The Physics of Tsunamis
Tsunamis are obviously waves and as such they follow the fundamentals of waves. These basics are as follows:
The wavelength is the length from crest to crest, and the amplitude is the distance from the bottom of the trough to the top of the crest. The period is the length of time for one crest to travel the distance to where the other crest was.
A vertical displacement in the water column at sea creates waves that become tsunamis. While at sea these waves have a VERY large wavelength (approximently 500 kilometers), but their overall amplitude is very small (about a meter). In the ocean, a tsunami could pass beneath the boat that you are on and you would hardly notice it! Because of the very large wavelength, the wave loses very little energy as it moves along the ocean, thus allowing tsunamis to inflict damage hundreds of miles away. As these waves approach the shore, they start to behave differently (like shallow water waves instead of deep water waves) and their wavelength becomes smaller and the amplitude becomes much taller.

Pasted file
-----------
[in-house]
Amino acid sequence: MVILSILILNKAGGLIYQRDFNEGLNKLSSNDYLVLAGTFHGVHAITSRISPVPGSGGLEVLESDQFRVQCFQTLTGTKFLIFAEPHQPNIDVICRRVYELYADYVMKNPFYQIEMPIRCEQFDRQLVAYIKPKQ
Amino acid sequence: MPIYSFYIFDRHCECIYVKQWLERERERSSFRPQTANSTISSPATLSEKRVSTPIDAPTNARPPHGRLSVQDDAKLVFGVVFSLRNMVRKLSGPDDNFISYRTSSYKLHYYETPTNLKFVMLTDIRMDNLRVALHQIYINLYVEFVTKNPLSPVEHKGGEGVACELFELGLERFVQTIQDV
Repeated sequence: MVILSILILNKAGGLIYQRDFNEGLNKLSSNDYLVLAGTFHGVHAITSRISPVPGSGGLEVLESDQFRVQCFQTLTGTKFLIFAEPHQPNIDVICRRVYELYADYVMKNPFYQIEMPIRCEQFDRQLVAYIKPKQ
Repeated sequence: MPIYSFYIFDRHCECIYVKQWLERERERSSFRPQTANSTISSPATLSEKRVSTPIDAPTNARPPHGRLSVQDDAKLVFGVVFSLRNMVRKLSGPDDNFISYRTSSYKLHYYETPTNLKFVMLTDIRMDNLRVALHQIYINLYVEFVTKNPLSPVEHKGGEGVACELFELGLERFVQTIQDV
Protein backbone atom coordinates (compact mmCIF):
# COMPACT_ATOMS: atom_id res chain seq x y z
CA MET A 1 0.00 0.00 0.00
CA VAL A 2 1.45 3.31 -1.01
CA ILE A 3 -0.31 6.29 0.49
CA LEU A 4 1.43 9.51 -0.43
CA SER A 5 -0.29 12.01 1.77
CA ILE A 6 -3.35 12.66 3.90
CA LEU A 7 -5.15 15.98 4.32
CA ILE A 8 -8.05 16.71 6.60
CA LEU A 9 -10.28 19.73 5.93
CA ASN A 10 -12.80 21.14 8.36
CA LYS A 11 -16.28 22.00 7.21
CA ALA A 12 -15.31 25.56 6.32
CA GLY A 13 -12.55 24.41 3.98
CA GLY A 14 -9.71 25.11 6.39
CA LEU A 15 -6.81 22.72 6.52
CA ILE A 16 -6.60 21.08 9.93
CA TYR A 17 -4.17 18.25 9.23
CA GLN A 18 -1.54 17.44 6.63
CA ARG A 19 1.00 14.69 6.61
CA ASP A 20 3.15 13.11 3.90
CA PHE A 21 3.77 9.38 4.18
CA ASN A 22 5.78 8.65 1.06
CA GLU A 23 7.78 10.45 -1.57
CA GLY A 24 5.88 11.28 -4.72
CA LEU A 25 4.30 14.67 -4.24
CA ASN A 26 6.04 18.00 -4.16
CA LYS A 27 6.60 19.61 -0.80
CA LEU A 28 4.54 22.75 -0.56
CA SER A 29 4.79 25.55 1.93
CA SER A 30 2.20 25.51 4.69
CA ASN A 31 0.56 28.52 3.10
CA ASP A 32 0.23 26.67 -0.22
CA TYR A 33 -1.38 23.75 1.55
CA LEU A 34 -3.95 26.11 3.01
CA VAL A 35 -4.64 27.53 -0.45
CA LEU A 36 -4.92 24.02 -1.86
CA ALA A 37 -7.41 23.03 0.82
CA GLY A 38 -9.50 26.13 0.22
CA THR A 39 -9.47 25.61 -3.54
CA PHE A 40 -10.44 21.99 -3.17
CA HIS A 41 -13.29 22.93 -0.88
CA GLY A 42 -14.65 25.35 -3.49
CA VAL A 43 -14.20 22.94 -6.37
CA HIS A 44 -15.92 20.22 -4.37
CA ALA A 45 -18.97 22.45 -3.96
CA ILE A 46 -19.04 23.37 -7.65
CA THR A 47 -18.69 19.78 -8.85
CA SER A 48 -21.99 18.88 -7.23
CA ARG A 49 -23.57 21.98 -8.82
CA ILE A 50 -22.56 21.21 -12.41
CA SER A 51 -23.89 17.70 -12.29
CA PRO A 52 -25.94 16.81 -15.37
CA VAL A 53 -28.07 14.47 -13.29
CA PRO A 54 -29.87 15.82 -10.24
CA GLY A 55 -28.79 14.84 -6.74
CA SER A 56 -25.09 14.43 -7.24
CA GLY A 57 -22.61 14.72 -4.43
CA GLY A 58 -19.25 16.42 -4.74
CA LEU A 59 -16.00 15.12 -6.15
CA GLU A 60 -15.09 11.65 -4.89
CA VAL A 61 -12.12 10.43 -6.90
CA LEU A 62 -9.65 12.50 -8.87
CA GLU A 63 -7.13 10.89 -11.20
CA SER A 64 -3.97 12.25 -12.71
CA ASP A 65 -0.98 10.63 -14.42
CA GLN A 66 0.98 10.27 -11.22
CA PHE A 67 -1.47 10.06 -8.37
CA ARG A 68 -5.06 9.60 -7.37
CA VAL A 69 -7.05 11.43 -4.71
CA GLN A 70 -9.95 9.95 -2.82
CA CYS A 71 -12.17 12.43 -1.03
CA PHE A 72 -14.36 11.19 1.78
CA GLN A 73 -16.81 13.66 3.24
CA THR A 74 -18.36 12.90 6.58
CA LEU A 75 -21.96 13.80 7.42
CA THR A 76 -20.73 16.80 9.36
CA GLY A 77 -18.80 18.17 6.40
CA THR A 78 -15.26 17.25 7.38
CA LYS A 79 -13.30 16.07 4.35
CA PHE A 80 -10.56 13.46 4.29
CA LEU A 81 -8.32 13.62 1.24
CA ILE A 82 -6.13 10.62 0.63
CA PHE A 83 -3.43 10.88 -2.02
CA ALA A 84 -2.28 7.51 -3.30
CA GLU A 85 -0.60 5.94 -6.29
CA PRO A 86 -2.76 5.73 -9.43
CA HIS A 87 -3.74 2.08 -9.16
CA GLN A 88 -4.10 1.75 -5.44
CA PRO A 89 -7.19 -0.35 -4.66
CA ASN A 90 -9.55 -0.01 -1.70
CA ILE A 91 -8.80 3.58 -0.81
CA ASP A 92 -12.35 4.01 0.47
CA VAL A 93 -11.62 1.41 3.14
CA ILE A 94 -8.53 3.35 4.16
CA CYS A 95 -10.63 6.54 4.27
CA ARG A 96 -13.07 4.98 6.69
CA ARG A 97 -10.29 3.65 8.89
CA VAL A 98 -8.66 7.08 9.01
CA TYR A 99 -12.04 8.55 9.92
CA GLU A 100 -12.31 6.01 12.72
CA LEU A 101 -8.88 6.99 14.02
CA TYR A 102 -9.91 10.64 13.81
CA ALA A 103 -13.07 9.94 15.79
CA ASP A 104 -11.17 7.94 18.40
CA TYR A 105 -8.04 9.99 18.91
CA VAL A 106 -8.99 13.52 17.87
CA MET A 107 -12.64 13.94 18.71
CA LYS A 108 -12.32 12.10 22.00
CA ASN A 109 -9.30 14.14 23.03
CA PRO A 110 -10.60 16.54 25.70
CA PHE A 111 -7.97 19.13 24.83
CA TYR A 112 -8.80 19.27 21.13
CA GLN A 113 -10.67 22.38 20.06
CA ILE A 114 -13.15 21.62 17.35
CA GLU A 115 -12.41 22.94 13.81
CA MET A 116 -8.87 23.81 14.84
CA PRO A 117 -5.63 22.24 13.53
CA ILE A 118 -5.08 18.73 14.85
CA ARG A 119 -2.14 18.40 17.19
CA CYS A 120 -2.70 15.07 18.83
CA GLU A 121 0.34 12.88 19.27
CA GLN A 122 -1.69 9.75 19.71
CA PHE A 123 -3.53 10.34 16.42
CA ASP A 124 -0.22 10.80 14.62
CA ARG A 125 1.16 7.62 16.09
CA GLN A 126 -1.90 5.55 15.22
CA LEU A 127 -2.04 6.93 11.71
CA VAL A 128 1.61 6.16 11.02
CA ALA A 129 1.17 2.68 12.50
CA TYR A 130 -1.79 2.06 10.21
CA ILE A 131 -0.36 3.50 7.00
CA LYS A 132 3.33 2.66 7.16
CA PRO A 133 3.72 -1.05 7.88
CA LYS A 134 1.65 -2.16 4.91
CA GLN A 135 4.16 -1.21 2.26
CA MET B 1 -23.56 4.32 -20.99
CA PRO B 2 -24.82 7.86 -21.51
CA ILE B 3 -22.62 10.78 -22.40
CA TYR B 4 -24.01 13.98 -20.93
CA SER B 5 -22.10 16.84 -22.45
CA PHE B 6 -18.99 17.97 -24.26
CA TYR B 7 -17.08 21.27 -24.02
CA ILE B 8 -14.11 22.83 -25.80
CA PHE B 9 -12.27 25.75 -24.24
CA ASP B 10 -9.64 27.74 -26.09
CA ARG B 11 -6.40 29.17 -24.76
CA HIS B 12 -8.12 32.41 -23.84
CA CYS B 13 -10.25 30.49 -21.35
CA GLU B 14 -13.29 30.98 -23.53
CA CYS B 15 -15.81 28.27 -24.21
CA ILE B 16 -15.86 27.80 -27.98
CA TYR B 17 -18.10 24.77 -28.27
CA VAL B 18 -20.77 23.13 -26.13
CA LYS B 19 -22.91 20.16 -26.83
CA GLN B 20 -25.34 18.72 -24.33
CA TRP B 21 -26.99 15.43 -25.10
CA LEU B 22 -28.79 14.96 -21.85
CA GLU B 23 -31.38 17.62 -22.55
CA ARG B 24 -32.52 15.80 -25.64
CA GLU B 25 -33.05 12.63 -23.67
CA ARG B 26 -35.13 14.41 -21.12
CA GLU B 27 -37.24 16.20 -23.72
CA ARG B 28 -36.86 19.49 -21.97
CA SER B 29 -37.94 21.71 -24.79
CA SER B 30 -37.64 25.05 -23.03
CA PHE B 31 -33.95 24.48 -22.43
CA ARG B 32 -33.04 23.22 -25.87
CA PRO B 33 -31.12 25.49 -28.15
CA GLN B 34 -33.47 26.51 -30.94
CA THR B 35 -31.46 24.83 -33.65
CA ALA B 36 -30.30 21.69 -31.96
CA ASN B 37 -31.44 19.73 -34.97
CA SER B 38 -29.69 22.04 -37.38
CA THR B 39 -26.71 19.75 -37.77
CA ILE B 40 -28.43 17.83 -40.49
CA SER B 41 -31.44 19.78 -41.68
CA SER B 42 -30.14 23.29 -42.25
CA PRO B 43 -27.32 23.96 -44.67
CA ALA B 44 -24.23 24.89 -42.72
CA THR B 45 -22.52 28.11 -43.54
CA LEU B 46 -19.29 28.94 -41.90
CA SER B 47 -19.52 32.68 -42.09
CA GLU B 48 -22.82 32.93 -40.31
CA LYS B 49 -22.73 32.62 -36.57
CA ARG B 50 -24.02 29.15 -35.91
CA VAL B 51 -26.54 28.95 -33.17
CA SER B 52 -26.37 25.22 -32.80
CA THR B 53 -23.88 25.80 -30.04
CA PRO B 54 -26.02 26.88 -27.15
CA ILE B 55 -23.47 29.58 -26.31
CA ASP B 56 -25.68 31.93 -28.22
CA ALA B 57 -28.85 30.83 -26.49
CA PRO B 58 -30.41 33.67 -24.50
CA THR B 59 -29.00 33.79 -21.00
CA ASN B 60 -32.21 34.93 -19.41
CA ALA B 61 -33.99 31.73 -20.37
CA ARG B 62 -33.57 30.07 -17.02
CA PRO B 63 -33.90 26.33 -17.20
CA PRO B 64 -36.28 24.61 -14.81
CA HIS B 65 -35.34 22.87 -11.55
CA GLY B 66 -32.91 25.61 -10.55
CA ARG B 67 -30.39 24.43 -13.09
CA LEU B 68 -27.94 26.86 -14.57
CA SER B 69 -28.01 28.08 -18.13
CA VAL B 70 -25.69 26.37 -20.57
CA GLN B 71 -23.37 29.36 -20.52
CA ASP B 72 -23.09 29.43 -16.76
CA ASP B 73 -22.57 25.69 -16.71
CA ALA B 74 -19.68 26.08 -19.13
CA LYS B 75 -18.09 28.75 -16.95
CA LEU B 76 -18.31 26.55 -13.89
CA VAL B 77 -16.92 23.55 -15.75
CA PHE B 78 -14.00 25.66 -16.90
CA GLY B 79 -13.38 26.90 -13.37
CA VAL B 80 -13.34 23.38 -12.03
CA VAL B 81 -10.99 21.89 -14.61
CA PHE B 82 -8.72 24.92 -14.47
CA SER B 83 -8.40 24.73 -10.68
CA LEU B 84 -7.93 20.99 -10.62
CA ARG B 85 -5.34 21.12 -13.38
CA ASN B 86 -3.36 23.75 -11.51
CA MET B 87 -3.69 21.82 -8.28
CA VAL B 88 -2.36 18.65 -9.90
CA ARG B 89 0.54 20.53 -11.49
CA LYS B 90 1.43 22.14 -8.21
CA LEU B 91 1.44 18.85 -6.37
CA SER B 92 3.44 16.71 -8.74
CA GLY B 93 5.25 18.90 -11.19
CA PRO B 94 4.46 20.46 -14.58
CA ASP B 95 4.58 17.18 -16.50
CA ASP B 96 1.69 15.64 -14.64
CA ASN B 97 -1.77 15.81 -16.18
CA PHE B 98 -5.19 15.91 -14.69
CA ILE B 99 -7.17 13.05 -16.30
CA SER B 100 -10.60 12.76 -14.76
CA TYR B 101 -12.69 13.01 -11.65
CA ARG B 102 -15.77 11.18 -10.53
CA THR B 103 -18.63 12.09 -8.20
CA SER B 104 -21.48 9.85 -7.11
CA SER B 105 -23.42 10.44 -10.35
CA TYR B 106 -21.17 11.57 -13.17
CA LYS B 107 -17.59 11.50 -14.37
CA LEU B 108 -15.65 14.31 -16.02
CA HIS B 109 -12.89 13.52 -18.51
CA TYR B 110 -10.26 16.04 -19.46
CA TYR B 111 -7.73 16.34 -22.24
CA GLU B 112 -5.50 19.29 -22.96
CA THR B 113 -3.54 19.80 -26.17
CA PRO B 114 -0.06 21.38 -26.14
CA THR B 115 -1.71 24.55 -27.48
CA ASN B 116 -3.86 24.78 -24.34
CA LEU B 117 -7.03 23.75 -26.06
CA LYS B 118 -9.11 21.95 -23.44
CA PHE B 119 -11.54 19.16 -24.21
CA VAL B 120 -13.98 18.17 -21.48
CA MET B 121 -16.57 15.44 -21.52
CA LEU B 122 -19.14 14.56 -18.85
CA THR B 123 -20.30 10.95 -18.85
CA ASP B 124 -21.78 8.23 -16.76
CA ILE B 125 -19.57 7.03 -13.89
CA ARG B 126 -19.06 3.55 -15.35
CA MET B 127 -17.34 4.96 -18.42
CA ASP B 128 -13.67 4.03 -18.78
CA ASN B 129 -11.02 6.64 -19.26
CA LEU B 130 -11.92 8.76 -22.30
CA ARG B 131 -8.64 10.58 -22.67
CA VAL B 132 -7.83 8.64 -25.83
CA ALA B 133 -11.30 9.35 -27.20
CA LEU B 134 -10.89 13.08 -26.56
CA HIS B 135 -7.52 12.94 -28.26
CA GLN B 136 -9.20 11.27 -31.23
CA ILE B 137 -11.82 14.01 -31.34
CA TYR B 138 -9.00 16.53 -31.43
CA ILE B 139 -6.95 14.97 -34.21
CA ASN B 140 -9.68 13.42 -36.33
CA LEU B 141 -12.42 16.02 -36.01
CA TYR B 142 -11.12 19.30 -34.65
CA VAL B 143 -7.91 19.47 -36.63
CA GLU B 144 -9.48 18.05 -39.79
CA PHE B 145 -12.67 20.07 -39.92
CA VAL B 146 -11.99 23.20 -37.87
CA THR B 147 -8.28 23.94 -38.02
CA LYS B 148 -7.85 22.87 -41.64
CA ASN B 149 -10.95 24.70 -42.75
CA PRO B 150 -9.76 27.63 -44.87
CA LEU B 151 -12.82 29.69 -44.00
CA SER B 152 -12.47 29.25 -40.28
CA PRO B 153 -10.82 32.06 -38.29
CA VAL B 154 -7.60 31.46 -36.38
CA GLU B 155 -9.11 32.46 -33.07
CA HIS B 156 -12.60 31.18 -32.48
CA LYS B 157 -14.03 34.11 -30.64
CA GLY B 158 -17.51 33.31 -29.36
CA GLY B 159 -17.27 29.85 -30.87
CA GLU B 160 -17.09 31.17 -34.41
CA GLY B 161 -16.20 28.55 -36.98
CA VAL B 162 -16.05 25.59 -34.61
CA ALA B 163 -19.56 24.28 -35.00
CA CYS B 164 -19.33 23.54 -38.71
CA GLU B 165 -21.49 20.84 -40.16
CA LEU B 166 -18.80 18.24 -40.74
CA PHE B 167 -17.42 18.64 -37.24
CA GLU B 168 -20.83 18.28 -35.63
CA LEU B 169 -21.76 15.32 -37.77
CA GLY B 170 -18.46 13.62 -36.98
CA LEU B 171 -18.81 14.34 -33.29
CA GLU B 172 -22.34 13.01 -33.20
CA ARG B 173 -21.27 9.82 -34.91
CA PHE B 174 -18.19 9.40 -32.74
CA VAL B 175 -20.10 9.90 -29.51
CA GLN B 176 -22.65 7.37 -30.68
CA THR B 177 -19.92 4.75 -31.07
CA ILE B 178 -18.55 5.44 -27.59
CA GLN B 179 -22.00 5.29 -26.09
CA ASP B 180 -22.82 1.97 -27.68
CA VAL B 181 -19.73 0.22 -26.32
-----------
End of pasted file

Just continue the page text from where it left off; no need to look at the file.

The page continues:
The picture above clearly illustrates the wavelength becoming smaller and the amplitude rising suddenly.
The position of a wave is defined as x(t) = A cos(ωt + φ) where A is the amplitude, ω is the period, and φ is the phase constant.
The velocity of a tsunami is dependant on only one factor: the depth of the ocean over which it is traveling. The maximum velocity of a tsunami can be up to 800 kilometers an hour.
Thus the velocity is equal to the square root of g (gravitational constant 9.81 m / s^2) times the average depth of the ocean. This method was used estimate the average depth of the ocean between Hawaii and Alaska in 1856 before the advent of sonar and modern depth techniques. The scientists knew the amount of time it took for the tsunami to reach Hawaii from Alaska, and also the distance, so they thus knew the velocity. Since g is already known, they simply solved for the average ocean depth.
Another factor in the creation of tsunamis is the depth of the earthquake. If the earthquake occurs more than 100 km below the surface, a tsunami will not occur because there is not enough vertical displacement of the water.
These images show how the tectonic plates collide creating an earthquake and a vertical displacement in the water.
As can be clearly seen from the picture above, tsunamis extend radially from the source of the earthquake, much as if a pebble had been thrown into a pond.
If you have adiquate bandwidth watch this animation of a tsunami spreading across the Pacific (several Mb) http://www.pmel.noaa.gov/tsunami/Mov/andr1.mov